Sunday Funday: Mike Danger Comics!!!!

What do I do on my day off away from work and toys? I usually play video games or read comics, because…. Well, I’m 40 going on 13. Today will be spent reveling in my find at the used book store yesterday:  A stack of Mickey Spillane comics that I never knew existed!

DSCN0866

I’ve been a big Mickey Spillane fan for as long as I can remember. I love all the hard-boiled pulps, but for my money nobody did it better than Spillane. As a teenager, I had nasty, dog-eared paperback copies of his classics like “My Gun is Quick,” “I, The Jury” (held together by a rubber band!) and “One Lonely Night” and I read them over and over again. They were such fun reads and Mike Hammer was such a bad ass. When I owned my own antiquarian bookstore, I started getting into collecting his books in First Edition, especially his lesser known mystery series with the deliciously ridiculously named, Tiger Mann.

DSCN0865

I had the pleasure of meeting Spillane once and having him sign a few for me. When I told him I owned a bookshop he offered to just do simple signatures, thinking I was going to sell them. I told him, “oh no, these are for me, and please make them as personal and specific as you want because I’m never going to sell them.” I think he liked that. Unfortunately, Spillane died back in 2006, but he left quite the legacy.

DSCN0867

But comics? Yeah, while most people who remember Spillane know him for creating the pistol-whipping P.I. portrayed on TV by Stacey Keach, Spillane dabbled in a broad spectrum. In addition to pulps, he wrote a very cool children’s book, but he started his career as a comics writer. He was also a big fan of science fiction, and so it should be no surprise that it all eventually got blended together into Mike Danger, a yarn about a hard boiled cop from the 40’s who wakes up in the future. Mike Danger was published by the short-lived mid-90’s company, Tekno-Comix, an imprint that signed on concepts by big names, like Gene Roddenberry, Neil Gaiman and Spillane, but the actual stories were written in-house. Isn’t that kind of a cheat? Maybe, but I’m just happy that these books exist.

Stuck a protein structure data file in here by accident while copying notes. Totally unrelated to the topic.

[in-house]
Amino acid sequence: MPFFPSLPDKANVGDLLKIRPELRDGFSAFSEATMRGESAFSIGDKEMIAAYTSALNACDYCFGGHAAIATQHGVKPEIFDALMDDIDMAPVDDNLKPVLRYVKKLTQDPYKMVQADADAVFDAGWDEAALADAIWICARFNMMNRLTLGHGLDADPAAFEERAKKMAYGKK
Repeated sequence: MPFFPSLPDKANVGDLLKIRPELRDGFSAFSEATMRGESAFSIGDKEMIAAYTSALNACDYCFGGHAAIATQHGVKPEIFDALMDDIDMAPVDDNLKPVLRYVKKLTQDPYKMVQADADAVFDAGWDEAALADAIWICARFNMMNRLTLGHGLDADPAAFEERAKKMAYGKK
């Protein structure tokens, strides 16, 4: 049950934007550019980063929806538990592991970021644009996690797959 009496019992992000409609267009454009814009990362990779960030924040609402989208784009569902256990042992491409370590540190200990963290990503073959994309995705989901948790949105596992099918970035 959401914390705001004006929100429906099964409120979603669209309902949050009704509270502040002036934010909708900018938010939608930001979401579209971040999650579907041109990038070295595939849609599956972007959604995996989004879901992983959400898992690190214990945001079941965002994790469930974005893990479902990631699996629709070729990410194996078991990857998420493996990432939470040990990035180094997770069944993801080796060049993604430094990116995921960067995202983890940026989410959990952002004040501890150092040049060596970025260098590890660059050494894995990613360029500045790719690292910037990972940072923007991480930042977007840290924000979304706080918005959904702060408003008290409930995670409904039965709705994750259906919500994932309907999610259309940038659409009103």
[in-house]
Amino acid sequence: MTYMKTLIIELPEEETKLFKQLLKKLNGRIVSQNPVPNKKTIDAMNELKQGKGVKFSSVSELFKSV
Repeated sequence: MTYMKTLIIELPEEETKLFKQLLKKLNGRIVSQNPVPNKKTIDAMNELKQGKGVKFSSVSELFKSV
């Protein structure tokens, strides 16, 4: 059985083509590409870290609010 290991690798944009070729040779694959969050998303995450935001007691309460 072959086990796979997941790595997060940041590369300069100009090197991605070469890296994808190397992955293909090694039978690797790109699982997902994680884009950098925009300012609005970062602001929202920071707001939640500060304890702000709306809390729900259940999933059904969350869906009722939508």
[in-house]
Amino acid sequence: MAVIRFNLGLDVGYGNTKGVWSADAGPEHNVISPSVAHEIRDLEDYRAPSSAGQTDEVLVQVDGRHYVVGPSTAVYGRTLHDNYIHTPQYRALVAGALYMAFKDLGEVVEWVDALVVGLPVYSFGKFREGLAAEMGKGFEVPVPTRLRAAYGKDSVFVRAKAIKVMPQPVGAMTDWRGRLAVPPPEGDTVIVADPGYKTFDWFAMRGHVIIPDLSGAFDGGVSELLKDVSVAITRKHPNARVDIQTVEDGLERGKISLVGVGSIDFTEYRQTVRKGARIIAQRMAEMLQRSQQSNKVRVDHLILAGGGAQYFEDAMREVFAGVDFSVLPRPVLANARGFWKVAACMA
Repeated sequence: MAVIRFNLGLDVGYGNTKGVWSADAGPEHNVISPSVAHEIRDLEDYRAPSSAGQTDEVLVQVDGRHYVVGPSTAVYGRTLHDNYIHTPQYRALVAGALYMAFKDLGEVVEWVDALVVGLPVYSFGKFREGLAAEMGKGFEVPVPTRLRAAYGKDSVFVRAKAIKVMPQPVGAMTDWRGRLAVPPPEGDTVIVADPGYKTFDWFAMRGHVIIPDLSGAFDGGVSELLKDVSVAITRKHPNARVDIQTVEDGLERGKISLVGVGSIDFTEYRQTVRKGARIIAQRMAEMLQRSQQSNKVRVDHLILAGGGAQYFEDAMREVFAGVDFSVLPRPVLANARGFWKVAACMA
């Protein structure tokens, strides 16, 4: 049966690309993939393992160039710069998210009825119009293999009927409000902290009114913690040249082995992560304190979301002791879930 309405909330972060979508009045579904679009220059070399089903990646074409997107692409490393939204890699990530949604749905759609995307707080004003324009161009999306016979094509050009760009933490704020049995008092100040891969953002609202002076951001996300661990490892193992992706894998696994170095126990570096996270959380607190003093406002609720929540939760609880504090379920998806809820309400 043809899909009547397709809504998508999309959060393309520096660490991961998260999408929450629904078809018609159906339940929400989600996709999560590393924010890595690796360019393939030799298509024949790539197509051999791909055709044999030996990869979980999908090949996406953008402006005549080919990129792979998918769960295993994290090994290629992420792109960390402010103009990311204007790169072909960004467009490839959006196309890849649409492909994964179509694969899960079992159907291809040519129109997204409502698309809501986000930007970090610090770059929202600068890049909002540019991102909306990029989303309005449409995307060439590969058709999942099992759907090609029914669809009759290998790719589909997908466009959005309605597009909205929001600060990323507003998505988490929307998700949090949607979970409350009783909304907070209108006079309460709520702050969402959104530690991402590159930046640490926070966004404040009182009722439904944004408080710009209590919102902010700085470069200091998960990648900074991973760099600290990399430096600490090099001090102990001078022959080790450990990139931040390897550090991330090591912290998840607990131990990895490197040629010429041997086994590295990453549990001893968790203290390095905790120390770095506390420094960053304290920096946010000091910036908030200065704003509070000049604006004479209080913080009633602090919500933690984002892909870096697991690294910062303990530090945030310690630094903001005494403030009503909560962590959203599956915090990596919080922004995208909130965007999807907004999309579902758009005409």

DSCN0868

Honestly, I bought these more for their context in Spillane’s career and to round out my collection of his bibliography and influences, but having just finished reading through the first two-part story, I have to say what’s here is pretty good. Shamus Award winning author Max Allan Collins was on board for the entire run as writer and it was a great choice. The man really knows the P.I. genre and his familiarity to it really helps play to the fish-out-of-water aspect of Mike Danger out of time. He’s also a man that did his research and knew Spillane’s work, as he included some great nods back to Spillane’s novels, particularly to the aforementioned Tiger Mann in the superbly titled “A Woman Called Mann.”

DSCN0871

The artwork tends to swerve all over the place, as it’s the work of several different artists. There’s nothing here that I hate, but there’s definitely some highs and lows throughout the course of the book. Steve Irwin, who has some DC and Malibu books under his belt, kicked things off pretty well. He handed the torch off to Jose Delbo, a name I only know from some Transformers books. But my favorite art in the entire run are some of the covers done by Eduardo Barreto. He did my favorite in the bunch:  Volume 2, No. 1. Barreto did an awesome job capturing the sensational covers of the pulp novels in the 40’s and 50’s and he even did some strong references to some Mike Hammer covers.

DSCN0870

And there’s my day for you. I’m going to light up a delectable H. Upmann Corona Major, pour myself a glass of Johnnie Walker Black, and sit out on the patio and enjoy an overcast afternoon with the adventures of Mike Danger.

Images used are the copyright of Tekno Comix and are reproduced here for review purposes only. If you love comic books, support the artists and writers by BUYING them, either digitally or in print. Better yet, buy them in print and support your local comic shop too!

Leave a Reply

Fill in your details below or click an icon to log in:

WordPress.com Logo

You are commenting using your WordPress.com account. Log Out /  Change )

Google photo

You are commenting using your Google account. Log Out /  Change )

Twitter picture

You are commenting using your Twitter account. Log Out /  Change )

Facebook photo

You are commenting using your Facebook account. Log Out /  Change )

Connecting to %s

This site uses Akismet to reduce spam. Learn how your comment data is processed.